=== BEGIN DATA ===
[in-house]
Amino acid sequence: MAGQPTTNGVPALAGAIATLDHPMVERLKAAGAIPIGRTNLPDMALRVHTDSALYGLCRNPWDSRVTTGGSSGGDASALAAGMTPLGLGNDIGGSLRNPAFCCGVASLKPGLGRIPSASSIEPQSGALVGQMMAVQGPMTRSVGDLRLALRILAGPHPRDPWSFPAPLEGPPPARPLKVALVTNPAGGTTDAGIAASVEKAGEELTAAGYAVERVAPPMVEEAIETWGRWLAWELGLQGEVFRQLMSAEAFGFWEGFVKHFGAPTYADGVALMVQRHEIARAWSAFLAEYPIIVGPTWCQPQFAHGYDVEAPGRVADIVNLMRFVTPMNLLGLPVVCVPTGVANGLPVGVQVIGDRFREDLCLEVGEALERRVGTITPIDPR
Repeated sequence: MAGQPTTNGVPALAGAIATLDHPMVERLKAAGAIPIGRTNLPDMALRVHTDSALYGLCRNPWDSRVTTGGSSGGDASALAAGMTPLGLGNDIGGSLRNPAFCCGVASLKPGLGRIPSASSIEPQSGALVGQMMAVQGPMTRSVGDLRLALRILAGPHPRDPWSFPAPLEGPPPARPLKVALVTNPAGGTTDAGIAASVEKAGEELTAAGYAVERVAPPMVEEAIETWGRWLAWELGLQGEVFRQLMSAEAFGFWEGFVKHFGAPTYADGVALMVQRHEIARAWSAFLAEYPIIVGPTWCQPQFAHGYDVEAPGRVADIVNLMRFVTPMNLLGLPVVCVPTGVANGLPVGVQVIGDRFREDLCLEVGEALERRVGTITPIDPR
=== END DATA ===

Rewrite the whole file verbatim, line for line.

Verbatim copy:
[in-house]
Amino acid sequence: MAGQPTTNGVPALAGAIATLDHPMVERLKAAGAIPIGRTNLPDMALRVHTDSALYGLCRNPWDSRVTTGGSSGGDASALAAGMTPLGLGNDIGGSLRNPAFCCGVASLKPGLGRIPSASSIEPQSGALVGQMMAVQGPMTRSVGDLRLALRILAGPHPRDPWSFPAPLEGPPPARPLKVALVTNPAGGTTDAGIAASVEKAGEELTAAGYAVERVAPPMVEEAIETWGRWLAWELGLQGEVFRQLMSAEAFGFWEGFVKHFGAPTYADGVALMVQRHEIARAWSAFLAEYPIIVGPTWCQPQFAHGYDVEAPGRVADIVNLMRFVTPMNLLGLPVVCVPTGVANGLPVGVQVIGDRFREDLCLEVGEALERRVGTITPIDPR
Repeated sequence: MAGQPTTNGVPALAGAIATLDHPMVERLKAAGAIPIGRTNLPDMALRVHTDSALYGLCRNPWDSRVTTGGSSGGDASALAAGMTPLGLGNDIGGSLRNPAFCCGVASLKPGLGRIPSASSIEPQSGALVGQMMAVQGPMTRSVGDLRLALRILAGPHPRDPWSFPAPLEGPPPARPLKVALVTNPAGGTTDAGIAASVEKAGEELTAAGYAVERVAPPMVEEAIETWGRWLAWELGLQGEVFRQLMSAEAFGFWEGFVKHFGAPTYADGVALMVQRHEIARAWSAFLAEYPIIVGPTWCQPQFAHGYDVEAPGRVADIVNLMRFVTPMNLLGLPVVCVPTGVANGLPVGVQVIGDRFREDLCLEVGEALERRVGTITPIDPR